Commentary

Ellis one of two sophomores at Elite 24

Updated: August 19, 2009, 10:07 AM ET
By Jon Mahoney | ESPN RISE Magazine

It's all come so fast for Perry Ellis. Despite only one year of high school under his belt, the Wichita Heights (Wichita, Kan.) sophomore forward has already netted enough accomplishments to last a lifetime.

[+] EnlargePerry Ellis
Kelly KlinePerry Ellis is one of two Class of 2012 ballers to earn invites to the 2009 Elite 24.

Last year he became the only freshman in state history to be named Gatorade Kansas Player of the Year after leading Wichita Heights to its first state title since 1977. He was then selected to the 2009-10 USA Basketball Men's Developmental National Team.

Now you can add another achievement to the growing list. Friday night, Ellis will play in his first Boost Mobile Elite 24 at New York's renowned Rucker Park. Ellis, a 6-foot-8, 210-pounder, is one of two sophomores -- Jamesville-DeWitt (DeWitt, N.Y.) center DaJuan Coleman is the other -- selected to the fourth annual game, which will be televised Saturday at 7 p.m. ET on ESPNU.

"I really didn't think I'd get invited," says Ellis, who's rated the nation's No. 4 recruit in the ESPNU Terrific 25. "I was like, 'Man, there are some really good players at this game.'"

Trust us, Ellis belongs. With the ability to play all five positions, rebound on both ends, dominate in transition and also defend, the athletic forward has a game that belies his age.

Ellis entered Wichita Heights with a great deal of hype after dominating middle school and summer ball. He dived right into the big time when Heights opened the 2008-09 season against the state's preseason No. 1 team, Wichita East (Kan.), in front of more than 5,000 fans at Wichita State's Koch Arena. Just in case that wasn't enough pressure, Kansas coach Bill Self decided to show up, too.

Ellis responded with nine points and 12 rebounds in a 67-62 Wichita Heights win.

"Everybody had their eyes on him and everybody wanted to see how good he was," says Ellis' mother, Fonda. "I think that was the worst pressure that night. Once that was in the books, he was fine."

Indeed. Ellis went on to average 19.6 points and 11.4 rebounds per game, capping the year with nine points and 20 rebounds to lead Wichita Heights to a 73-58 win over Wichita Southeast (Kan.) in the Class 6A state championship.

Wichita Heights coach Joe Auer helped Ellis' transition by telling the prodigy to just concentrate on playing his game and let the seniors worry about the pressure.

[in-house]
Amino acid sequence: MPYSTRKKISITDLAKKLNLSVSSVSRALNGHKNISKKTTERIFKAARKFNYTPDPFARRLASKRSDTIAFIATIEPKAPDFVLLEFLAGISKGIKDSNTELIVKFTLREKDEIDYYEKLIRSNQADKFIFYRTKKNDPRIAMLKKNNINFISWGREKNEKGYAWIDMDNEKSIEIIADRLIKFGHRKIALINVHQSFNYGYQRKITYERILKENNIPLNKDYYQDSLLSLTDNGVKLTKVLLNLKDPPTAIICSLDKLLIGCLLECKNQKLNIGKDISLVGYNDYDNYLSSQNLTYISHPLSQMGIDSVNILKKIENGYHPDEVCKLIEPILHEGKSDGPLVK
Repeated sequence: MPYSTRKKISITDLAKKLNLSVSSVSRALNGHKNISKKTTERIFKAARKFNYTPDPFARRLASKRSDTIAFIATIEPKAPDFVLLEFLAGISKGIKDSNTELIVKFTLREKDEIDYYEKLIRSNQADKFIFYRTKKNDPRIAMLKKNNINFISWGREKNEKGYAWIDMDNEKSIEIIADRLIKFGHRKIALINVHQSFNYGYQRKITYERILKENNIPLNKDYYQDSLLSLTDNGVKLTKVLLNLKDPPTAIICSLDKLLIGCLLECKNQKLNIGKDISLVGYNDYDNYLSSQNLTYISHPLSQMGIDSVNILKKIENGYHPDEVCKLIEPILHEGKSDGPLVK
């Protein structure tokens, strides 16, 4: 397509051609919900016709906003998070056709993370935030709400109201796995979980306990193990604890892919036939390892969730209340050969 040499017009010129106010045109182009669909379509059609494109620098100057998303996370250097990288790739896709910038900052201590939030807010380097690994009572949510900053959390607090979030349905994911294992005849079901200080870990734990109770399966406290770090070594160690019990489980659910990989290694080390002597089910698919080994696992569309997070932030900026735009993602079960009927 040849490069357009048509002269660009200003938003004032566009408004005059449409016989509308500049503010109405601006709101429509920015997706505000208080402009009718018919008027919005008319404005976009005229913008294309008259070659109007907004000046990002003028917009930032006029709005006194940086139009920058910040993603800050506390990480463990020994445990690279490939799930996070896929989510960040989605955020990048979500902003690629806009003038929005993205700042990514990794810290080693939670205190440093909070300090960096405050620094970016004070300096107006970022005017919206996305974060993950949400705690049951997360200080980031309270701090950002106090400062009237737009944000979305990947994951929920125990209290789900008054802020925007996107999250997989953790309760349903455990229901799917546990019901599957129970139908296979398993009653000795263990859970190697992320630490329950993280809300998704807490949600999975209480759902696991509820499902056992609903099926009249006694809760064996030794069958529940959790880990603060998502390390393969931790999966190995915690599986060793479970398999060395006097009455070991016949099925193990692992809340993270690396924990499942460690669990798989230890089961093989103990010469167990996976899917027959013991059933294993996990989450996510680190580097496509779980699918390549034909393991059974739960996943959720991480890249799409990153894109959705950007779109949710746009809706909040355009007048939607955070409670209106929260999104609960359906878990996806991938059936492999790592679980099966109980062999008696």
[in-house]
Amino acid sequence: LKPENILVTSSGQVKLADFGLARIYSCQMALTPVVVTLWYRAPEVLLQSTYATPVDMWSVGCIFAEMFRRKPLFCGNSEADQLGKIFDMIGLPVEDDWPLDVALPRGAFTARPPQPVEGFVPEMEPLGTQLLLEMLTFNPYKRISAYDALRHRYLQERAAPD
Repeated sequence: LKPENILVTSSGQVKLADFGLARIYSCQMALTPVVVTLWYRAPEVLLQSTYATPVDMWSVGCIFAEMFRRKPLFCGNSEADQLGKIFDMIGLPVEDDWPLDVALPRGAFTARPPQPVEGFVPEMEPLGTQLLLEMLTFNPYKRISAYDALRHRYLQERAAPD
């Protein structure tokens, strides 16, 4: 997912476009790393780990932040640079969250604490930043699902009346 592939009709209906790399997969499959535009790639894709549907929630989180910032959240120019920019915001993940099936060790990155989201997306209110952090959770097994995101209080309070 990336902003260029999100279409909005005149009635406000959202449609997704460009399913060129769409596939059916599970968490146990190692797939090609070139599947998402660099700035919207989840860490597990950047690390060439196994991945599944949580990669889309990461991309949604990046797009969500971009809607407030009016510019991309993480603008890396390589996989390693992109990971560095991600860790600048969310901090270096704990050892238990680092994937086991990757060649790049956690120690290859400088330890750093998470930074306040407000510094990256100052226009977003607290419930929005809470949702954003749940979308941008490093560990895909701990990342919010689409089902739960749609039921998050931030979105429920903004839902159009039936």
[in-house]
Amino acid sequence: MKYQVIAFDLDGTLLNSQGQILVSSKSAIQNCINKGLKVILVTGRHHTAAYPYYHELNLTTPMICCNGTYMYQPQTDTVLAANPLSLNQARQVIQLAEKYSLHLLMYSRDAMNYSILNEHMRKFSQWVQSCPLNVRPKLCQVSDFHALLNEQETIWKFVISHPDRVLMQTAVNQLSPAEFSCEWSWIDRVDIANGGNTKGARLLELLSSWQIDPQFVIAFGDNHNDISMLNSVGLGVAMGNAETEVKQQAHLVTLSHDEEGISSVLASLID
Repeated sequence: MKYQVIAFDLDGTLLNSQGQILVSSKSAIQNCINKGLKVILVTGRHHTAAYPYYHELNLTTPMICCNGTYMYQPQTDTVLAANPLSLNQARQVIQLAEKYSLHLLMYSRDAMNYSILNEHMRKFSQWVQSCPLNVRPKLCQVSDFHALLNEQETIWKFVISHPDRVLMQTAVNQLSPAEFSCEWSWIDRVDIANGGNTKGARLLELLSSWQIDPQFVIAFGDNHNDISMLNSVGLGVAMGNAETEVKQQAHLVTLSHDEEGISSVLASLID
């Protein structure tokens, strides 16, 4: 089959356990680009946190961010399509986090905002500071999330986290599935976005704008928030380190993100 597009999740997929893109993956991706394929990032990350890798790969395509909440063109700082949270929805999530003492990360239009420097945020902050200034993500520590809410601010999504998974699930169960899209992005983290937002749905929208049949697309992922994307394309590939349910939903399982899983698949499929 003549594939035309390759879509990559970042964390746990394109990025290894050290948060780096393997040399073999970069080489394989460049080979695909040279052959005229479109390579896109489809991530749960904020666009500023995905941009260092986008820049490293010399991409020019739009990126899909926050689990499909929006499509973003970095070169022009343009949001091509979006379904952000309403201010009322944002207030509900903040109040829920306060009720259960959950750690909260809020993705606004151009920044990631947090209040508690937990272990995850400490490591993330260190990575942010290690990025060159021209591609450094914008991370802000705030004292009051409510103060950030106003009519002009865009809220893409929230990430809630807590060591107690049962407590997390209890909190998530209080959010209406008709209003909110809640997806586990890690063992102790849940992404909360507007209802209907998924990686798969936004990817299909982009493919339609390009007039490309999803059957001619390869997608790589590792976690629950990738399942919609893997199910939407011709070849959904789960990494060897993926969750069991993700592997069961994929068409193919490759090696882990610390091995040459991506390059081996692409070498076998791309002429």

"He was very reliable and dependable," Auer says. "It was night in, night out double figures in points and double figures in rebounds. It was a very calming influence on our team. I've never seen a freshman that could come with that type of effort every night."

He better bring that effort to Rucker. Launched in 2006, the Boost Mobile Elite 24 is the nation's only basketball event that features the nation's 24 best ballers regardless of class year or shoe affiliation. Each game has fielded a collection of future NBA ballers -- alumni include 11 first-round draft picks and one second-rounder -- and this year is sure to be no different.

Of course, playing against top competition shouldn't faze Ellis. The kid hasn't changed despite his meteoric rise. He remains the same quiet and reserved kid he was before high school and would much rather play Xbox 360 than talk about his basketball exploits.

He's also never lost his focus on academics. Ellis' sister, Savannah, excelled on the court and in the classroom at Wichita Heights before heading off to play at Memphis, where she's now a junior. Savannah stressed to her younger brother to start focusing on grades immediately instead of waiting until it was too late.

Ellis heeded his sister's advice, garnering a 4.0 GPA last year to place No. 1 in his class.

All that success aside, Ellis understands he has a long way to go. He may be the best player in Kansas already, but his goals are much bigger than that. That's why Ellis got up at 7:30 a.m. four days a week this summer to work out with his AAU coach, Steve Young.

"Our motto is to stay humble and hungry," says Young, who has coached Ellis since he was 6. "A hungry dog will always bite and a hungry dog will always take whatever they can get. If an athlete thinks they've arrived, they'll start to relax."

Ellis is obviously hungry. Friday night at Rucker, it's time to bite.

Jon Mahoney covers high school sports for ESPN RISE Magazine.

Jon Mahoney is a football and baseball editor for ESPNHS. Email him at jon.mahoney@espn.com.